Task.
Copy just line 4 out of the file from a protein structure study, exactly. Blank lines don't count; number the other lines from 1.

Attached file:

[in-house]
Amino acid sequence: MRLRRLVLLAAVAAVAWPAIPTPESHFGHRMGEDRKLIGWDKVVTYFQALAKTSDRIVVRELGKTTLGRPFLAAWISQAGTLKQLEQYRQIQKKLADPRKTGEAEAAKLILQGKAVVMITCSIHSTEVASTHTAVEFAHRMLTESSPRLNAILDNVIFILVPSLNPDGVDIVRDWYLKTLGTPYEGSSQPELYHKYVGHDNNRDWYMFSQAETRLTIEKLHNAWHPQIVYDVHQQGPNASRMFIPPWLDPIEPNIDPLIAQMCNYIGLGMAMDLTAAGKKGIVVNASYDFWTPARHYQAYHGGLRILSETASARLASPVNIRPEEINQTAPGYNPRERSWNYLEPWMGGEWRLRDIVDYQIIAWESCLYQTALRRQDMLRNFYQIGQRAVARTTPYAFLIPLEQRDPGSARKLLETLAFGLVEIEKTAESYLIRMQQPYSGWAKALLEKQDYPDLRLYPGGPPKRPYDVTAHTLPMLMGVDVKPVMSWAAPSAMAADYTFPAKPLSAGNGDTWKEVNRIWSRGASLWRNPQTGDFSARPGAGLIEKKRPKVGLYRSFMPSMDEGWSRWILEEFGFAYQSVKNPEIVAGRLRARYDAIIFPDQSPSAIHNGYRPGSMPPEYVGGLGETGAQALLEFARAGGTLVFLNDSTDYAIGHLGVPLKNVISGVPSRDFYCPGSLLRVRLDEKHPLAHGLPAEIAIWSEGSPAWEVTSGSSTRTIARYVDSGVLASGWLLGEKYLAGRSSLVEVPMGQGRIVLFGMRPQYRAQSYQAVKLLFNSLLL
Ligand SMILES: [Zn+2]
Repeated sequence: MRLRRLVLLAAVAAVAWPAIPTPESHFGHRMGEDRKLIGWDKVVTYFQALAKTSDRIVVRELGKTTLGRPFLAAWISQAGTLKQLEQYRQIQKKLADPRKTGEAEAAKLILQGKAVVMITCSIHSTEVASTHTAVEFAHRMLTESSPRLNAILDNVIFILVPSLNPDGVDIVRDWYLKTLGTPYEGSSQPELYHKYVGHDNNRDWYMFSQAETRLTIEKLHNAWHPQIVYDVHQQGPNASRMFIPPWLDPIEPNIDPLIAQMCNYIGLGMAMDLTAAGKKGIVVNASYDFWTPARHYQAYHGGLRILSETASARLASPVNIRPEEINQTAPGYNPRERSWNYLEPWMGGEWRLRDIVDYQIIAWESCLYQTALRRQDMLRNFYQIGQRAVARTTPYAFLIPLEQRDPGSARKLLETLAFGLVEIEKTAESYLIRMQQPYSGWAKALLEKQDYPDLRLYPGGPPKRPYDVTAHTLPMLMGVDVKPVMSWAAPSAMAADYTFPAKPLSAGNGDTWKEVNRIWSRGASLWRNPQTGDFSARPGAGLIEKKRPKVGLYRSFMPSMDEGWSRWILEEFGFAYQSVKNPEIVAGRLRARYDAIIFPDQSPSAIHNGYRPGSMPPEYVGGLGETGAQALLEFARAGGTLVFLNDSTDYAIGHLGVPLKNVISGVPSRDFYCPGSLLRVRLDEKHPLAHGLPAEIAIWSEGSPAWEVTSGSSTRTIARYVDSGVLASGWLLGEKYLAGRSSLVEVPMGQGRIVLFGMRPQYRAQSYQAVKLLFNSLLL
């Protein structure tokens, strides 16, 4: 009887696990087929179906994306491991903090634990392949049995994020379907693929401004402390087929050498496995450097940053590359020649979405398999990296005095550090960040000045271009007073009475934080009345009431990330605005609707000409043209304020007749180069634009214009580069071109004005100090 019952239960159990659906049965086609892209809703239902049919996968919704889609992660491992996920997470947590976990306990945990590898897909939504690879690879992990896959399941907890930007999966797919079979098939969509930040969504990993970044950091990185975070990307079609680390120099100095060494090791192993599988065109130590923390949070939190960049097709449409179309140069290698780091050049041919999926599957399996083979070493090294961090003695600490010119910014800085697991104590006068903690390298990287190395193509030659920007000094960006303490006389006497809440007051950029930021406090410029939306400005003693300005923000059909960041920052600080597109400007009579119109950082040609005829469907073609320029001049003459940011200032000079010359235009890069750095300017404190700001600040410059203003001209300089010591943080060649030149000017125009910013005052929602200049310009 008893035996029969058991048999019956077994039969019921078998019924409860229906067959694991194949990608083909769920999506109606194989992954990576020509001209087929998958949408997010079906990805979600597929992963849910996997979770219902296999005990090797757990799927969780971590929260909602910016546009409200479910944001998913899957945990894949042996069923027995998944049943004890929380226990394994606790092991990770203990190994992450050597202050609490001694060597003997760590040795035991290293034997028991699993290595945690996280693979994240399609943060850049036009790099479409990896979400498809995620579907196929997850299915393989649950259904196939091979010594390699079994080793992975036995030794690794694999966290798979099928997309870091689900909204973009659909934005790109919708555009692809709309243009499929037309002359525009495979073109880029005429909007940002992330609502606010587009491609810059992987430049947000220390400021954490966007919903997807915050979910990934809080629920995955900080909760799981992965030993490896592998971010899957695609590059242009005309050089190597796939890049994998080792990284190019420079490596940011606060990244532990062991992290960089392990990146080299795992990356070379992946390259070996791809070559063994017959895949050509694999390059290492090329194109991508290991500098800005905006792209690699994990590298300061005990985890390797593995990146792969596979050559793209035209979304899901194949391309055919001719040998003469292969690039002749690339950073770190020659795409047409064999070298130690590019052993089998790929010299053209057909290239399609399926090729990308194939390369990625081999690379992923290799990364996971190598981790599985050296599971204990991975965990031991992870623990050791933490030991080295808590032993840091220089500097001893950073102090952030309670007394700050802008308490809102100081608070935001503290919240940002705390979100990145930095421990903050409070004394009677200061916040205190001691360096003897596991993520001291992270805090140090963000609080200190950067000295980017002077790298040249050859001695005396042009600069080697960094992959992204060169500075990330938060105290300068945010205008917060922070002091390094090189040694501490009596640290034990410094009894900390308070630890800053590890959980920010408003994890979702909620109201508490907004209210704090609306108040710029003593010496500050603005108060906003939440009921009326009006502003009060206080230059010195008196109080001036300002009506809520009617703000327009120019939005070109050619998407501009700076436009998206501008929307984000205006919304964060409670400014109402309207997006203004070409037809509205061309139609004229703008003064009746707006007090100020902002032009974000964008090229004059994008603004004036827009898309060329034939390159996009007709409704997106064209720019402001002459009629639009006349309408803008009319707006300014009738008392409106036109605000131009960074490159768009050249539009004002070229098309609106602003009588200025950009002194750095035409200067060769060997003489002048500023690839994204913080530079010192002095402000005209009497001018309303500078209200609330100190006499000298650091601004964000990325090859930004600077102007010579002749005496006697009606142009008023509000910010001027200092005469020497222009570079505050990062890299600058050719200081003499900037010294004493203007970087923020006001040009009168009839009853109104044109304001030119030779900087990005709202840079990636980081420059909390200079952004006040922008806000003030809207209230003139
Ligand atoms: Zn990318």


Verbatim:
Repeated sequence: MRLRRLVLLAAVAAVAWPAIPTPESHFGHRMGEDRKLIGWDKVVTYFQALAKTSDRIVVRELGKTTLGRPFLAAWISQAGTLKQLEQYRQIQKKLADPRKTGEAEAAKLILQGKAVVMITCSIHSTEVASTHTAVEFAHRMLTESSPRLNAILDNVIFILVPSLNPDGVDIVRDWYLKTLGTPYEGSSQPELYHKYVGHDNNRDWYMFSQAETRLTIEKLHNAWHPQIVYDVHQQGPNASRMFIPPWLDPIEPNIDPLIAQMCNYIGLGMAMDLTAAGKKGIVVNASYDFWTPARHYQAYHGGLRILSETASARLASPVNIRPEEINQTAPGYNPRERSWNYLEPWMGGEWRLRDIVDYQIIAWESCLYQTALRRQDMLRNFYQIGQRAVARTTPYAFLIPLEQRDPGSARKLLETLAFGLVEIEKTAESYLIRMQQPYSGWAKALLEKQDYPDLRLYPGGPPKRPYDVTAHTLPMLMGVDVKPVMSWAAPSAMAADYTFPAKPLSAGNGDTWKEVNRIWSRGASLWRNPQTGDFSARPGAGLIEKKRPKVGLYRSFMPSMDEGWSRWILEEFGFAYQSVKNPEIVAGRLRARYDAIIFPDQSPSAIHNGYRPGSMPPEYVGGLGETGAQALLEFARAGGTLVFLNDSTDYAIGHLGVPLKNVISGVPSRDFYCPGSLLRVRLDEKHPLAHGLPAEIAIWSEGSPAWEVTSGSSTRTIARYVDSGVLASGWLLGEKYLAGRSSLVEVPMGQGRIVLFGMRPQYRAQSYQAVKLLFNSLLL